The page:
Incidents resulting in certain unintentional releases of hazardous materials must be reported under 49 CFR 171.16. Each carrier must submit a report to the USDOT, Research and Special Programs Administration (RSPA) within 30 days of the incident, including information on the mode of transportation involved, results of the incident, and a narrative description of the accident. These reports are generally made available on RSPA's incident database within 90 days of receipt.
Fatalities and injuries are counted only if directly caused by a hazardous material. For example, a truck operator killed by impact forces during a motor vehicle crash would not be counted as a hazardous-material fatality. RSPA contacts the submitting carrier by telephone to verify all reported fatalities.
Although RSPA acknowledges that there is some level of underreporting, it believes that the underreporting is mostly limited to small, nonserious incidents. The reporting requirements were extended to intrastate highway carriers on October 1, 1998, and the response rate from this new group is expected to increase over time. Property damage figures are estimates determined by the carrier prior to the 30-day reporting deadline, and are generally not subsequently updated. Property damage figures, therefore, may underestimate actual damages.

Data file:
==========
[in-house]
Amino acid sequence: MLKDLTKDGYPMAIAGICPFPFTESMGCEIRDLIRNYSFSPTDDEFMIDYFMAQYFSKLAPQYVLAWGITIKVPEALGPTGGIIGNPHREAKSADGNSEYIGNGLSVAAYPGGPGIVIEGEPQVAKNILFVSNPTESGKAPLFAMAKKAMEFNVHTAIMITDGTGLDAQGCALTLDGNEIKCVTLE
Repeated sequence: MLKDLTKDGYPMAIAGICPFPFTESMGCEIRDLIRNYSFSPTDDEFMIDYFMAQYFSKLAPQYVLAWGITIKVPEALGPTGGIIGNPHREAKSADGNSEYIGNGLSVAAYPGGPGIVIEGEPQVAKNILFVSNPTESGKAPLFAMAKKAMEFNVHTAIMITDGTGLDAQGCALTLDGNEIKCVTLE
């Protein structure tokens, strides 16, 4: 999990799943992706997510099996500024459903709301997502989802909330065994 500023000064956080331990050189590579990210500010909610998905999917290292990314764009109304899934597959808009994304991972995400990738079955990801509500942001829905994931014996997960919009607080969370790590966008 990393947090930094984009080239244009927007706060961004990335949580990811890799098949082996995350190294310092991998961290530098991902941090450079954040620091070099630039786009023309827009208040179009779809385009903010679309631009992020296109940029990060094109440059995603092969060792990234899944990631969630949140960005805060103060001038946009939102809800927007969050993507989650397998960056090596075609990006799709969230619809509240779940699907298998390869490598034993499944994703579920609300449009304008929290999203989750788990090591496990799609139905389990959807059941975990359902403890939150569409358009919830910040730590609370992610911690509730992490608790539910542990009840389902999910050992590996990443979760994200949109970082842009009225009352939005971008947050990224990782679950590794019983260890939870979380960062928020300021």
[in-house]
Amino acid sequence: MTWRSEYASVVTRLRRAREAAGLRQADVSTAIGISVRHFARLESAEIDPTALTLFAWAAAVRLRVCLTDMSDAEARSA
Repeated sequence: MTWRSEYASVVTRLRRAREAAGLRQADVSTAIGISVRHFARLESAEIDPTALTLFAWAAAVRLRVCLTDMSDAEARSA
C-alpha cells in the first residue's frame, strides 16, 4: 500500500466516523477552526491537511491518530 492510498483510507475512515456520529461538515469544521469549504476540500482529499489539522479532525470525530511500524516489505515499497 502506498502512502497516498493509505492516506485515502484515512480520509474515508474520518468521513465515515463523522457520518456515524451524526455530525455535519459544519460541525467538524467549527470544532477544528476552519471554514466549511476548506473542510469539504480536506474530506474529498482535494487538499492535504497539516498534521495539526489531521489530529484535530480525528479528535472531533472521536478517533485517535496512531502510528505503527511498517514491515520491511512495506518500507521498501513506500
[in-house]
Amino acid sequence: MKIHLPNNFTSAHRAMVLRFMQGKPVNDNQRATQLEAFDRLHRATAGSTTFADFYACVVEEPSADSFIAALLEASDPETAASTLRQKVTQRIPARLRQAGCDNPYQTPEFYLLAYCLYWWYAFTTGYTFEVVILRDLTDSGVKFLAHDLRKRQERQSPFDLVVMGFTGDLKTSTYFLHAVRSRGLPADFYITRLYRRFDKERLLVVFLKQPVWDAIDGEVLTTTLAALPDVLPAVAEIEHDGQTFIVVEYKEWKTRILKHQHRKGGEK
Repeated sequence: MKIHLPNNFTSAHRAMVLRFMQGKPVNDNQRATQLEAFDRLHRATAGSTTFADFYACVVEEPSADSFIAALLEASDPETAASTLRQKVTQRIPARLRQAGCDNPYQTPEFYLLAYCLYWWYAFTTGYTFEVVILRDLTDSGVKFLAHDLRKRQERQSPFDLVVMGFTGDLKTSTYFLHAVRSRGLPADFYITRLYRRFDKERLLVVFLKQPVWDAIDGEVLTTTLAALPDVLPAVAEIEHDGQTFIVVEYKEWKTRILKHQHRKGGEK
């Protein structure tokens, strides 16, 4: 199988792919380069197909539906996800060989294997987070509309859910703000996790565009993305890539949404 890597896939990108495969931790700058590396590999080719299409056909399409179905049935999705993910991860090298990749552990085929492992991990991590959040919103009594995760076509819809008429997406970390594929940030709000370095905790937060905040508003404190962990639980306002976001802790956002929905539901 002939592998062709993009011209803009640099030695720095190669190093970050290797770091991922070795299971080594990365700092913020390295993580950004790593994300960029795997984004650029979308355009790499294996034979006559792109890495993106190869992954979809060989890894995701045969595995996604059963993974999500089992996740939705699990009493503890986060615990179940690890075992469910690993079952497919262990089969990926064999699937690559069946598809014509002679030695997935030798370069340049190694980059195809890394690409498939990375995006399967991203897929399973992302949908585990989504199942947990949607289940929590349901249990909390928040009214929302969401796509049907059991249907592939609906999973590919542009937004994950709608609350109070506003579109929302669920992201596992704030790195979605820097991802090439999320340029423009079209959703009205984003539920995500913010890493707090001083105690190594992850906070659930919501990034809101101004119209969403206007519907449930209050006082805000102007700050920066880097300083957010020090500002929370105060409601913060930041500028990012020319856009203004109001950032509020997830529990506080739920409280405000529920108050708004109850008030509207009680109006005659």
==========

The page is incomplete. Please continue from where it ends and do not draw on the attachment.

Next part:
Contact: USDOT, Research and Special Programs Administration, Office of Hazardous Materials Planning and Analysis
Print source: USDOT, Research and Special Programs Administration, Office of Hazardous Materials Safety, Hazmat Summary by State for Calendar Year 2000. Washington, DC: 2001
Data on roadway mileage, condition, and use are extracted from the Highway Performance Monitoring System (HPMS), which uses a stratified simple random sample of highway links (small sections of roadway) selected from state inventory files. The HPMS sample was designed as a fixed sample to minimize data collection costs, but adjustments to maintain representativeness are carried out periodically. The HPMS also consists of universe reporting (a complete census) for the Interstate and the National Highway System, and tabular summary reporting of limited information.
Data are collected independently by the 50 states, Metropolitan Planning Organizations (MPOs), and lower jurisdictions. Many of the geometric data items rarely change, such as number of lanes; others change frequently, such as traffic. The U.S. Department of Transportation, Federal Highway Administration (FHWA) provides guidelines for data collection in the HPMS Field Manual, which the states follow to varying extents depending on matters such as staff, resources, state perspective, uses of the data, and state/MPO/local needs for the data. State Departments of Transportation (DOTs) report HPMS data annually to the FHWA.